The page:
a field shaped like lungs is flown over by an airplane spewing pesticides

Pesticides As Asthma Triggers

If you have allergic asthma, you already know how important it is to understand your triggers. Managing your exposure to triggers can be an important step in managing your asthma. Pesticides are one potential trigger and are less talked about than other common triggers such a fragrance, animal dander, humidity, and dust. Pesticides are surprisingly common and can be present in your food, in and around your home, and at your work.

What are pesticides?

Pesticides are used to control small critters, bugs, fungi, and molds. They are either chemical or biological agents (meaning it is made from some type of bacterium, virus or parasite), and intended to kill, harm, or repel the intended target.1

Pesticides are separated into different categories depending on what they are meant to target; for example, insecticides are used to control insects, and herbicides are used to control weeds. Pesticides are widely used in agriculture but are also used inside and around homes to control rats, cockroaches, ants, moths, molds, weeds, and fungus.1

How can pesticides affect asthma?

Pesticides do have the potential to damage bronchial mucosa and cause the airways to become more sensitive. However, when you are exposed to pesticides, you typically aren't exposed to high amounts. Therefore, it is not as likely that you will experience immediate or extreme symptoms.2

If you are exposed to high amounts of pesticides or exposed for a long period of time, "Pesticides may increase the risk of developing asthma, exacerbate a previous asthmatic condition or even trigger asthma attacks by increasing bronchial hyper-responsiveness".2

Occupational hazard

One of the more obvious ways to be exposed to pesticides is if you work in the agriculture industry. The relationship between asthma, agriculture, and pesticides has been studied, and it is found that "Most of the evidence suggesting a relationship between high levels of exposure to pesticides and asthma comes from the studies of farmers."1

In these studies, Canadian and French farmers and their prevalence of asthma have been associated with the use of pesticides. Kenyan and US farmers have experienced wheezing due to pesticide use. Additionally, the use of insecticides may contribute to the exacerbation of asthma among those who have allergies.1

Reducing your exposure

In and around your home

One of the best ways to limit your exposure to pesticides is to avoid using them yourself. Herbicides are commonly used on lawns and in gardens to quell weeds and in highly concentrated amounts.3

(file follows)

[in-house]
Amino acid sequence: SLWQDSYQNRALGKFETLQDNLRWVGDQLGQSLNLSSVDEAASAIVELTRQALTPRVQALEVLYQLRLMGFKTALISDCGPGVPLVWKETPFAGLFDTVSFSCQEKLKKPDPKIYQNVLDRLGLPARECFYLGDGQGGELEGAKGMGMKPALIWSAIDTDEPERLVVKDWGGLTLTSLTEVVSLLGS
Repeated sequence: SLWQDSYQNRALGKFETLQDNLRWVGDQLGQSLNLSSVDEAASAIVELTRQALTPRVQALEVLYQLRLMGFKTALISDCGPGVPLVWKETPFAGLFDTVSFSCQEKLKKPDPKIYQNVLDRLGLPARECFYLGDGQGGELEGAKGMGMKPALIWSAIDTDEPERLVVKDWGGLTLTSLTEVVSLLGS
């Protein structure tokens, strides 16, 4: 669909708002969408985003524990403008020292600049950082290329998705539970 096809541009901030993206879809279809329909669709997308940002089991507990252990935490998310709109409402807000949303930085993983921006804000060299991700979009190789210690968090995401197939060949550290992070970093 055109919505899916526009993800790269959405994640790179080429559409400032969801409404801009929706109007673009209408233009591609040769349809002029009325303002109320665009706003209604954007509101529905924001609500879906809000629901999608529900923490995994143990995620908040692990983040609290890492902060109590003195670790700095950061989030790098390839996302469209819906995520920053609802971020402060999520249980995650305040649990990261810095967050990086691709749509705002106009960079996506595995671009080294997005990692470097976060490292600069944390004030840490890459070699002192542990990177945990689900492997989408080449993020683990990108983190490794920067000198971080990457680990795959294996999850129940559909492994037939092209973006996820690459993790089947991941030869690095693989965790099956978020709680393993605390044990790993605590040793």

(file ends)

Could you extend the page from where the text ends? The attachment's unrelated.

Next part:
Instead of using a chemical to control unwanted plants, look into organic gardening methods. It may be tempting to use other pesticides, such as insecticides, to control unwanted critters in and around your home. However, even a small amount of a certain pesticide is enough to trigger an allergic reaction or asthma symptoms.3

On food

Pesticides can also be ingested. Pesticides are used in the process of growing produce and grain, and therefore there can be pesticide residue on your food. Wash your produce well, and keep in mind that organic fruits, veggies, and grain are grown with little to no pesticides. Certain produce products contain higher amounts of pesticides due to their thin skin, so these may be best for you to avoid or buy organic.3 Refer to the list here.

In the environment

In addition to being ingested, pesticides can also be inhaled or absorbed. Pesticides can be sprayed in parks, nature areas, schools, along the side of the road, along sidewalks, and at work. Before entering a nature area or going to a park, check online, or read signs to see if the area is sprayed. Children are at high risk because they a lower to the ground, and typically touch the grass or other things on the ground. 3

Pesticides on human health

Modern technology such as pesticides serves a purpose to advance certain industries. Pesticides have helped industrialize agriculture, but this is not necessarily for the better. As we attempt to push industries forward, it would serve humanity best if we took more time to analyze the effect of technologies such as pesticides on human health.

Pesticides have the potential to exacerbate asthma symptoms, sensitize airways, and cause damage to bronchial mucosa. The best we can do is be aware of where pesticides can be found, and limit our exposure to them.

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This article represents the opinions, thoughts, and experiences of the author; none of this content has been paid for by any advertiser. The Asthma.net team does not recommend or endorse any products or treatments discussed herein. Learn more about how we maintain editorial integrity here.

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